Environmental enteric dysfunction is associated with altered bile acid metabolism

Richard D. Semba, Marta Gonzalez-Freire, Ruin Moaddel, Indi Trehan, Kenneth M. Maleta, Mohammed Khadeer, Maria Isabel Ordiz, Luigi Ferrucci, Mark J. Manary

Research output: Contribution to journalArticlepeer-review

13 Scopus citations


Objectives: Environmental enteric dysfunction (EED), a clinically asymptomatic condition characterized by inflammation of the small bowel mucosa, villous atrophy, and increased gut permeability, is common among children in developing countries. Because of abnormal gut mucosa and altered gut microbiome, EED could potentially affect the metabolism and enterohepatic circulation of bile acids. Methods: In 313 children, aged 12 to 59 months, EED was assessed by the dual sugar absorption test. Serum bile acids were measured using stable-isotope liquid chromatography-tandem mass spectrometry. Results: In the overall study population, serum cholic acid and chenodeoxycholic acid were lower, whereas glycocholic acid, taurodeoxycholic acid, glycodeoxycholic acid, glycolithocholic acid, and glycoursodeoxycholic acid were significantly higher at older ages. Independent of age, serum taurochenodeoxycholic acid, tauromuricholic acid, and glycoursodeoxycholic acid were significantly different between 244 children with EED and 69 children without EED. Total serum bile acids (median, interquartile range) were 4.51 (2.45, 7.51) and 5.10 (3.32, 9.01) μmol/L in children with and without EED, respectively (age-adjusted, P=0.0009). The proportion of bile acids conjugated with taurine instead of glycine was higher in children with EED (P<0.0001). Conclusions: EED is associated with altered bile acid metabolism in young children in rural Malawi. Further work is needed to determine the generalizability of these findings in other study populations.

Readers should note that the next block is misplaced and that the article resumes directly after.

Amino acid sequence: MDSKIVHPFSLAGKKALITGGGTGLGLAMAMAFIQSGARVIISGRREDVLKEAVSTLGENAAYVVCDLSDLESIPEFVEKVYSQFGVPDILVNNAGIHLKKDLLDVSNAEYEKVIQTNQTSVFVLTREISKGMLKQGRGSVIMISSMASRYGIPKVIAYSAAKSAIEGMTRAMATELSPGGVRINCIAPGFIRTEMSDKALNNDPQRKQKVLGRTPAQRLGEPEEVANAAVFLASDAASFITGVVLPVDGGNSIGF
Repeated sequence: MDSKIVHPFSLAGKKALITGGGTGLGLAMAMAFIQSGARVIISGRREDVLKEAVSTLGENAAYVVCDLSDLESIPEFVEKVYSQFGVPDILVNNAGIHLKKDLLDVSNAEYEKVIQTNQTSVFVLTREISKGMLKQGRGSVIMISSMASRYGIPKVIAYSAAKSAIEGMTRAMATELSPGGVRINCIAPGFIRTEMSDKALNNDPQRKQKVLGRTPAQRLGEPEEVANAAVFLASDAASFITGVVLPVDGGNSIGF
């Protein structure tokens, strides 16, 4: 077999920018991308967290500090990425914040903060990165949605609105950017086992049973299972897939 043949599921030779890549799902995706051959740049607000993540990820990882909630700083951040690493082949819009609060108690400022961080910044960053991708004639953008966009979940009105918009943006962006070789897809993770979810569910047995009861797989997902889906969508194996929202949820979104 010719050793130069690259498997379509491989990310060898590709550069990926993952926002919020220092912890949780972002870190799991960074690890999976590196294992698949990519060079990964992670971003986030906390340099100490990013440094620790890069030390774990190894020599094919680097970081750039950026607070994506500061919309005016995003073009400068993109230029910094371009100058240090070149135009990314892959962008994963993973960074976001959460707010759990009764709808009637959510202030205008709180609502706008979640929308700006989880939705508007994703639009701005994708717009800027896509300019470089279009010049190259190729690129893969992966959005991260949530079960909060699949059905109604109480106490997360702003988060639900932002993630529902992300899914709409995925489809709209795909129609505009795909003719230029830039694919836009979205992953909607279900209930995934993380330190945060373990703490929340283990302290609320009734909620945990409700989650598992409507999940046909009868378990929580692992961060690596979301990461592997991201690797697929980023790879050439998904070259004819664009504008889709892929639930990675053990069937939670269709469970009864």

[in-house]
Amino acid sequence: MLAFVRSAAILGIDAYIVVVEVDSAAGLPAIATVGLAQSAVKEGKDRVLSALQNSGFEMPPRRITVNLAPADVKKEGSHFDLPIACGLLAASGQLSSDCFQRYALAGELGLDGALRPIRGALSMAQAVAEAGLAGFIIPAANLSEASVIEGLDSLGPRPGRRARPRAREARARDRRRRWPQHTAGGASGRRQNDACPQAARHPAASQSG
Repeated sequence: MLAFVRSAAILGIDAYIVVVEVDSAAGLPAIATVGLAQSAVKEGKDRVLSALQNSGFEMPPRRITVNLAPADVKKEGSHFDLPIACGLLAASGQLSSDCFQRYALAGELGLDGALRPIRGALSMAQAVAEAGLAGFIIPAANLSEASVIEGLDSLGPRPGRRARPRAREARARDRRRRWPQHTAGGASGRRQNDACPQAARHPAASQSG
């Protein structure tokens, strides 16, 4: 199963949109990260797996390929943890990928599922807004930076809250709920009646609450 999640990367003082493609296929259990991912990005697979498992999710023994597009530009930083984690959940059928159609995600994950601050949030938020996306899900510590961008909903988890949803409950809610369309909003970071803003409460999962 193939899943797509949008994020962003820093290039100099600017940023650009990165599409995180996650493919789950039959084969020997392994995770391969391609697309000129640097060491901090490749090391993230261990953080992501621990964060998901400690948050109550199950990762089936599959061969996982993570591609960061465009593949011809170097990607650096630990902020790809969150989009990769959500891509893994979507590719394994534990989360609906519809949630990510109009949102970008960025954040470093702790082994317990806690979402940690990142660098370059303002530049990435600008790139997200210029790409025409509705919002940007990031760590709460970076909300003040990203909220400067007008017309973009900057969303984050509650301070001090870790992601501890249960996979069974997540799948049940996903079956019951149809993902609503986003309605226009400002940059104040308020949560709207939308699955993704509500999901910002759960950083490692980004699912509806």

Original languageEnglish (US)
Pages (from-to)536-540
Number of pages5
JournalJournal of pediatric gastroenterology and nutrition
Issue number4
StatePublished - Apr 1 2017


  • Africa
  • children
  • malabsorption
  • malnutrition

ASJC Scopus subject areas

  • Pediatrics, Perinatology, and Child Health
  • Gastroenterology


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